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What Happens When a Wrongful Death Victim Can't Speak for Herself?

What Happens When a Wrongful Death Victim Can't Speak for Herself?

When a motor vehicle accident results in the victim's death, his or her heirs may attempt to recover damages through a wrongful death lawsuit against the negligent parties. New York courts treat such cases differently than those where the victim survived. In a 1948 decision, New York's Court of Appeals established this principle in a case where the victim was run over and killed by a New York City subway train. At trial, his estate was unable to establish certain facts regarding the accident. For example, it was unclear how he got onto the subway tracks and whether or not he was unconscious before the train hit him. In support of the City of New York, the defendant, the subway train operator testified he did not see the victim on the tracks until it was too late for him to avoid a collision.

The jury returned a verdict for the City. The Court of Appeals ordered a new trial, however, citing the trial judge's failure to properly instruct the injury. “In a death case such as this,” the Court said, “the plaintiff is not held to the high degree of proof required in a case where the injured person may take the stand and give his version of the happening of the accident.” In other words, while a living plaintiff has to demonstrate he did not contribute to the accident, it is impossible for a deceased plaintiff to do so. Therefore the courts must afford a wrongful death plaintiff greater leniency in pleading his or her case.

Maura v. ACL Leasing, LLC

Here is a recent example of how this principle applies. In this case, a woman was hit and killed in Manhattan by a bus owned by a private company. The woman's sister filed a wrongful death lawsuit against the driver and owner of the bus. The case was removed to federal court (because the sister is not a New York resident) and the defendants asked a federal judge to award them summary judgment.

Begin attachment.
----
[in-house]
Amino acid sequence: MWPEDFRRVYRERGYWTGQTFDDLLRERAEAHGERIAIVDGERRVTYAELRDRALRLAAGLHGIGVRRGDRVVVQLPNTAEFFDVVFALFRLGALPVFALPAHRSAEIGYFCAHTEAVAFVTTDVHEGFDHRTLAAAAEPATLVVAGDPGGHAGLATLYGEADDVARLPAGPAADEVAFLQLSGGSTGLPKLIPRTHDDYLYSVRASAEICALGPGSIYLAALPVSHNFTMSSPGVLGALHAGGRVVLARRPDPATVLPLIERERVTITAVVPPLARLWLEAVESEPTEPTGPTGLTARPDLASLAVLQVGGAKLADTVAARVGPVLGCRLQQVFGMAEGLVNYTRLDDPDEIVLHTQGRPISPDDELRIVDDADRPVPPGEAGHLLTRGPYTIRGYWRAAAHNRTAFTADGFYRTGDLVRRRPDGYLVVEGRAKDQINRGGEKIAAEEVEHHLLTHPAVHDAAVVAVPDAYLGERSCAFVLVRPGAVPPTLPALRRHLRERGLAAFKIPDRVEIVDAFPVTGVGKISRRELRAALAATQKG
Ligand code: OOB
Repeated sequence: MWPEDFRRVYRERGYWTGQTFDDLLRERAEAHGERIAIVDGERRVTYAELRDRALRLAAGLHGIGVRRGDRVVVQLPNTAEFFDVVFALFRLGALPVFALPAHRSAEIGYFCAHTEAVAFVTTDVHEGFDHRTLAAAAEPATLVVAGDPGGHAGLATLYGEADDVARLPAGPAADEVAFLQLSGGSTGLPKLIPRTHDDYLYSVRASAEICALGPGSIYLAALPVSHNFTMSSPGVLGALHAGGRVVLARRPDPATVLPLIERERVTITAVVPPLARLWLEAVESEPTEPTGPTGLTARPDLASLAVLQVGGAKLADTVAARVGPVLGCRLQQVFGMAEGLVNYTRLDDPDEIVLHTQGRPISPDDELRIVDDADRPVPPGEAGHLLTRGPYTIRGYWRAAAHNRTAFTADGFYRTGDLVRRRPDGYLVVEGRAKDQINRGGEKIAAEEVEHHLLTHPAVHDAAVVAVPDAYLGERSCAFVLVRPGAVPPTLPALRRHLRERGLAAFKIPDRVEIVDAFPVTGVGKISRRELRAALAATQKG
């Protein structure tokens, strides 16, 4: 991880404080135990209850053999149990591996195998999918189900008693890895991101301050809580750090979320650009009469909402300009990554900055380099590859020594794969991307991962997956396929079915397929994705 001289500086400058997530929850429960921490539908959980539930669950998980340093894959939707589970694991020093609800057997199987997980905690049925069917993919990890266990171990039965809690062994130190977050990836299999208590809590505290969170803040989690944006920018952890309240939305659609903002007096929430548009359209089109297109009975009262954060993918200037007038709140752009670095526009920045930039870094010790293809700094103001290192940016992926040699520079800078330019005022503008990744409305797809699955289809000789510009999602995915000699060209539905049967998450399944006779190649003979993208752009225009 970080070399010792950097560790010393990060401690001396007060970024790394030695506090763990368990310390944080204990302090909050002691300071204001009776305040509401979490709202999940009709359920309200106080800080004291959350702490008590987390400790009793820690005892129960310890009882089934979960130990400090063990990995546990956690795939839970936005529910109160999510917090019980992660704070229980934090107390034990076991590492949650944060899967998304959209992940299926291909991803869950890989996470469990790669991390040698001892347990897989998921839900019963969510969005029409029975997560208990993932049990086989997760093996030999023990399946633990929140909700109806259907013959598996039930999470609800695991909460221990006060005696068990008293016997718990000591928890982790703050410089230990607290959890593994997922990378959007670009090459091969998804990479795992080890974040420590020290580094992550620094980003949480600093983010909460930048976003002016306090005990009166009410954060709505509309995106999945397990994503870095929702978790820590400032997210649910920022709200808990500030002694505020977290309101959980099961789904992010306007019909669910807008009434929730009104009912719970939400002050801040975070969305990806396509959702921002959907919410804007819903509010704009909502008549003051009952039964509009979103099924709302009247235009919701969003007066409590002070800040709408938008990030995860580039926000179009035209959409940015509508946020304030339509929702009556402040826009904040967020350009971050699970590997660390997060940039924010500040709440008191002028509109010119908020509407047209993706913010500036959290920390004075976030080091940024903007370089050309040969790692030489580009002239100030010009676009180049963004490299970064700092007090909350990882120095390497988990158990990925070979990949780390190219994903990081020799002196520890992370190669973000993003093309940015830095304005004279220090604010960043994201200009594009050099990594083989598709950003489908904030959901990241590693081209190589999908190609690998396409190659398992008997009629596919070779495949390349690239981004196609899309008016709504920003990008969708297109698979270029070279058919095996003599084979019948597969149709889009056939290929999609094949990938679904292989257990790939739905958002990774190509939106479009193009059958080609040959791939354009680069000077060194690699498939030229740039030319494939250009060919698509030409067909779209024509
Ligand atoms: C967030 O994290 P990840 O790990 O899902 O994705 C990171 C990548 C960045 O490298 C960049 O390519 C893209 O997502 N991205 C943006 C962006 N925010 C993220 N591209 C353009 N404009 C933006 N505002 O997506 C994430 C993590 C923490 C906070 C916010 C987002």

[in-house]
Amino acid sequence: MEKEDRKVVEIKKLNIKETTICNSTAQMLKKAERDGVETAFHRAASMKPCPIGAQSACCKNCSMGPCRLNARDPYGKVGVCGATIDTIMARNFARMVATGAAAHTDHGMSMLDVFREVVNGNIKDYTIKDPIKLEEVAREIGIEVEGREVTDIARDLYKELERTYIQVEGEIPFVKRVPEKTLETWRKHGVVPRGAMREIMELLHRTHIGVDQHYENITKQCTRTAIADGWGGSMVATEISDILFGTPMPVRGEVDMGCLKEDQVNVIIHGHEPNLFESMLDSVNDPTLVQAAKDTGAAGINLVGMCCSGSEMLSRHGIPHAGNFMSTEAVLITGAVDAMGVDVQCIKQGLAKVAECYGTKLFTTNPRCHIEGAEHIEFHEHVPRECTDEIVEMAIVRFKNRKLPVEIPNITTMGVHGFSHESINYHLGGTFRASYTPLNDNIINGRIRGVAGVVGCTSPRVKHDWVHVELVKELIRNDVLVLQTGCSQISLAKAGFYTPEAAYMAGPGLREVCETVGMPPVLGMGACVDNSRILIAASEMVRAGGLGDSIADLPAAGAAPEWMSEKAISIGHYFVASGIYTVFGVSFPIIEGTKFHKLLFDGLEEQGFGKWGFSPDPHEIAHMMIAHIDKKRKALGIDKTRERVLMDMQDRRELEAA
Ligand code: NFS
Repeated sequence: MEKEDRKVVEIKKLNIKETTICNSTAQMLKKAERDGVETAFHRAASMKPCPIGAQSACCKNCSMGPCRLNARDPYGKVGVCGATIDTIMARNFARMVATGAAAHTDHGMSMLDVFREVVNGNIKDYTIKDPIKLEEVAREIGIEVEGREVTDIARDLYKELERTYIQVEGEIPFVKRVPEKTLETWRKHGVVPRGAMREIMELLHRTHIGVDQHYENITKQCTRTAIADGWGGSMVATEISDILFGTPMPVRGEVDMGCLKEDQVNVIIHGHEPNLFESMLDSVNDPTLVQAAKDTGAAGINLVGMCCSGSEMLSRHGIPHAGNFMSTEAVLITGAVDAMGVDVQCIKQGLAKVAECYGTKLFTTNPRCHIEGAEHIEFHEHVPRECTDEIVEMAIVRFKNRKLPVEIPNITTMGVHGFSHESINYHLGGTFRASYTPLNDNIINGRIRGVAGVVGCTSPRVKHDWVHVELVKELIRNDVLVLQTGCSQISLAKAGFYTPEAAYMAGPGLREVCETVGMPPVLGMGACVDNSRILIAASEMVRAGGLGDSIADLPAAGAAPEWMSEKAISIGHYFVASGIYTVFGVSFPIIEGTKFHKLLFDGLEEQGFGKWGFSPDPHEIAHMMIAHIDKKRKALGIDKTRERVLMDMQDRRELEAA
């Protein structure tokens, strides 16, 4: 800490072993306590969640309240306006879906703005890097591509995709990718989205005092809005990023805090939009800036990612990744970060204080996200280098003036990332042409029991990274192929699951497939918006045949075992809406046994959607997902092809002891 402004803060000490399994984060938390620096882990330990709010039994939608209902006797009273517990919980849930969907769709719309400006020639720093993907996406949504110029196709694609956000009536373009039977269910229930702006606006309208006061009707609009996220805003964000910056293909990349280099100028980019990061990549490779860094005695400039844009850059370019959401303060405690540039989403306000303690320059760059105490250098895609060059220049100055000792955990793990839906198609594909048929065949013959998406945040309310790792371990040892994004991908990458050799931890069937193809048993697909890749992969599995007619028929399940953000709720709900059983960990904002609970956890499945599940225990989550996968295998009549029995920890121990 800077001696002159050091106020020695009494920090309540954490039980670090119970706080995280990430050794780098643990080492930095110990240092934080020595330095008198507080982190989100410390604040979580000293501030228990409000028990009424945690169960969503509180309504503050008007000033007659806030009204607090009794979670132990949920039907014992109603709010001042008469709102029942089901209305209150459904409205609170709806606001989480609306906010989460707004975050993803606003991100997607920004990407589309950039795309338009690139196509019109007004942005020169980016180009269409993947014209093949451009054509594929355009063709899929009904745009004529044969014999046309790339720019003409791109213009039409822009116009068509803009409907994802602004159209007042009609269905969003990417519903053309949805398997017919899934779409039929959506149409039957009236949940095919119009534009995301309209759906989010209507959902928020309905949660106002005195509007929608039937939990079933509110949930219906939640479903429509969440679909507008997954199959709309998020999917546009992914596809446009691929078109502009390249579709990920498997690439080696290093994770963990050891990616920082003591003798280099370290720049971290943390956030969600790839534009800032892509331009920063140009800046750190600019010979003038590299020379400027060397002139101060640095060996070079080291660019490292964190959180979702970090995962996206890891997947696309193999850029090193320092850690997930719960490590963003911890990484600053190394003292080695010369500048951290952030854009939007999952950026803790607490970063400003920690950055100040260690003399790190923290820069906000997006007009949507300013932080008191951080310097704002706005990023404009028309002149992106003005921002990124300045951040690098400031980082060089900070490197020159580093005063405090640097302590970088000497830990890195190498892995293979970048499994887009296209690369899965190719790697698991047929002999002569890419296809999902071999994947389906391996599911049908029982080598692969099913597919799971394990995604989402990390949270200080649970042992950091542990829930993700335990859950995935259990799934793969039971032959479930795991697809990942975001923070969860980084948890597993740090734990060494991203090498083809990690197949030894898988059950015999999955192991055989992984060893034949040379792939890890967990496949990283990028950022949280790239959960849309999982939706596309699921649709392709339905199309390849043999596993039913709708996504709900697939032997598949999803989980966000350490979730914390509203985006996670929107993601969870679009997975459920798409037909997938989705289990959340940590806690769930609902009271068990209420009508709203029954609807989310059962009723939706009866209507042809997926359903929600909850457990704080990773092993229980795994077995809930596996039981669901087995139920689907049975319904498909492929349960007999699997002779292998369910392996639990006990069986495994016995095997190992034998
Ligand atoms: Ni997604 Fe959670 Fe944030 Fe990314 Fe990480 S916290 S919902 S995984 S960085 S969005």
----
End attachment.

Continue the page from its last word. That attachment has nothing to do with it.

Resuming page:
The judge declined to do so. In a December 2014opinion, the judge noted the similarities between this case and the 1948 Court of Appeals decision discussed above. Like the earlier case, the bus driver here claimed he never saw the victim until it was too late. Indeed, the driver told police he never hit anyone at all, nor did he even see the deceased trying to cross the street. The deceased, of course, could not personally refute this testimony.

But the judge cited the NYPD's own report stating the defendant's bus hit the victim. The judge also noted the defendant’s credibility was at issue, as the wrongful death lawsuit is premised on the bus driver's allegedly negligent operation of his vehicle. There is certainly a factual dispute on this point, as well as whether or not the plaintiff contributed to her own death. But these are questions a jury needs to sort out, according to the judge. The fact the victim cannot testify to clear up these inconsistencies does not, by itself, justify dismissing the case.

Cases like this demonstrate the legal complexity of wrongful death actions. If you have lost a loved one due to the negligence of a driver and need advice from an experienced New York personal injury lawyer on how to proceed,contact our office right away.

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